Star Wars: Marc Guggenheim on Han Solo & Chewbacca’s Pre-A New Hope Adventure

Star Wars has no shortage of iconic pairings, from Anakin Skywalker and Obi-Wan Kenobi to R2-D2 and C-3PO to 4-LOM and Zuckuss. However, there’s arguably no duo in the galaxy far, far away more iconic than Han Solo and Chewbacca, who are slated to headline their own Marvel Comics series that kicks off this March from writer Marc Guggenheim and artist David Messina.

In an interview with CBR, Guggenheim peeled back the curtain on Han Solo & Chewbacca, which takes place between the events of Solo: A Star Wars Story and A New Hope and sees the fan-favorite smuggler and Wookiee embark on a dangerous heist for Jabba the Hutt, with none other than Greedo in tow. He also clued readers in on some of the larger implications the story will have in relation to the current Star Wars titles set after The Empire Strikes Back, including the ongoing Crimson Reign limited series.

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CBR: You’ve worked on Star Wars comics in the past, including the Age of Republic and Age of Rebellion specials. What has Han Solo & Chewbacca allowed you to do with the franchise, that perhaps you haven’t had a chance to do yet?

Marc Guggenheim: The Age of Republic and Age of Rebellion stories were a blast, but they were short stories. Han & Chewie affords me a much bigger canvas, with the ability to tell a more long tail story. With that extra “screen time,” I can bring in other characters from around the galaxy and create some new ones. I can also let moments breathe a bit more because everything doesn’t have to be wrapped up in eight or 10 pages.

Thanks to War of the Bounty Hunters and Crimson Reign, both of which feature Qi’ra at the forefront, there’s been an increased focus on elements from Solo: A Star Wars Story lately. How did Solo impact your approach to Han Solo & Chewbacca?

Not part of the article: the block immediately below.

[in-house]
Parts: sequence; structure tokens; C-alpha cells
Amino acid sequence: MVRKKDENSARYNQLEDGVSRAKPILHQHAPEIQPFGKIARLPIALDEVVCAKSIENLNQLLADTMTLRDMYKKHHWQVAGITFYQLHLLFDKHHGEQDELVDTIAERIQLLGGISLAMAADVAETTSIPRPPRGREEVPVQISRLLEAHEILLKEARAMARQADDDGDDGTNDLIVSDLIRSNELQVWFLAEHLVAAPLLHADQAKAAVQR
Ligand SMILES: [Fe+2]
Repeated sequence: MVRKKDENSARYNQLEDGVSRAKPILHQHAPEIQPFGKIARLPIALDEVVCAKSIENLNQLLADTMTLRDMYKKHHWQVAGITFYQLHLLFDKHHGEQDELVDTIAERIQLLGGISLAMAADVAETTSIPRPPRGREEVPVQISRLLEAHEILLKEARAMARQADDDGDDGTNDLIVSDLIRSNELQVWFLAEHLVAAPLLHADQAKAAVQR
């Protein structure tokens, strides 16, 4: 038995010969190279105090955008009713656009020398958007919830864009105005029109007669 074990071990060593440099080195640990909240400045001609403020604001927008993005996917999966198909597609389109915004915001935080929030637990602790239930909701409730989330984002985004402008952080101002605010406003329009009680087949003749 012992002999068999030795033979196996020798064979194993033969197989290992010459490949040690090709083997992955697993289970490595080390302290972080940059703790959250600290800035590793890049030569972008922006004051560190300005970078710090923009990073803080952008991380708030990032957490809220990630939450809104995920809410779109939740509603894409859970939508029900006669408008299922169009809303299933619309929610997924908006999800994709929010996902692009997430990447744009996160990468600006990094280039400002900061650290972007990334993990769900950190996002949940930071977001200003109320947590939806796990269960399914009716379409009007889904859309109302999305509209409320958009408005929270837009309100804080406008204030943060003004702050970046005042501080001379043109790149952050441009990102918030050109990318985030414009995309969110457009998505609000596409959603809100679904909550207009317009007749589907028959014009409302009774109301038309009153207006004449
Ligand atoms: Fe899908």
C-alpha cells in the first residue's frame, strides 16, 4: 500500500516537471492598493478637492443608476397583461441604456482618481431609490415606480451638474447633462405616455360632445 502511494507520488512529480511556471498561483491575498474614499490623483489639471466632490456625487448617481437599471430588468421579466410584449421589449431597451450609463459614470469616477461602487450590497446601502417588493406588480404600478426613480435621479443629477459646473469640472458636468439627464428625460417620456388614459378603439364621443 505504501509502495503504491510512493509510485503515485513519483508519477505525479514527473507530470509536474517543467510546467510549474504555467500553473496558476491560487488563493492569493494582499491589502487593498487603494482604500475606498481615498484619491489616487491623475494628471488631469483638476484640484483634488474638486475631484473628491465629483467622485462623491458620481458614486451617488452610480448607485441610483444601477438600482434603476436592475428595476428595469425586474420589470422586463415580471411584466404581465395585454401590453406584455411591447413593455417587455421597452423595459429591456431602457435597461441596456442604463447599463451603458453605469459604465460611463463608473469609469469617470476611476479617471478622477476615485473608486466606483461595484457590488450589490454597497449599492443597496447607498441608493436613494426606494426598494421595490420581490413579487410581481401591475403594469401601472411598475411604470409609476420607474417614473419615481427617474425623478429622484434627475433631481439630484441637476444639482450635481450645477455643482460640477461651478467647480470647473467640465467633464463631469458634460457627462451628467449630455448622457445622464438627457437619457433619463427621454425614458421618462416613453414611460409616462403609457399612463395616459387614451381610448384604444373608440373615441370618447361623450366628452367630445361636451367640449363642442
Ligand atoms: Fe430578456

First, I happen to be a huge fan of Solo: A Star Wars Story. I don’t feel that that film gets nearly the amount of love it should. I find it thoroughly entertaining and a great Star Wars movie. But also, it was co-written by Lawrence Kasdan, who for my money, is the single greatest writer of Han Solo ever and I’ve tried my best to emulate his brand of dialogue.

And what are the odds we may get an appearance from Qi’ra?

3,720 to 1. Just kidding. Qi’ra not only makes an appearance in Issue #3, there’s also incredibly tight integration with the events of Crimson Reign #2.

Another element of Star Wars that’s receiving increased focus is the seedy underworld, thanks to shows like The Book of Boba Fett and The Mandalorian. In your opinion, what is it about that aspect of Star Wars that’s breathing new life into the franchise?

I think what people are responding to is something that’s always been inherent in Star Wars, namely, that it’s a big galaxy. There is enormous room for stories that don’t involve Rebels, Stormtroopers, Skywalkers, or Jedi. The Mandolorian and The Book of Boba Fett just serve to illustrate this point.

I grew up on Brian Daley’s Han Solo and L. Neil Smith’s Lando Calrissian book trilogies. So, from my (ahem) certain point of view, these corners of the franchise have always been fodder for wonderful stories.

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With Chewbacca, you’ve got a character that speaks Shyriiwook instead of Basic, so there’s an increased focus on the visuals and lettering to do some of the heavy lifting in terms of how he emotes and expresses himself. Did this present a different sort of challenge?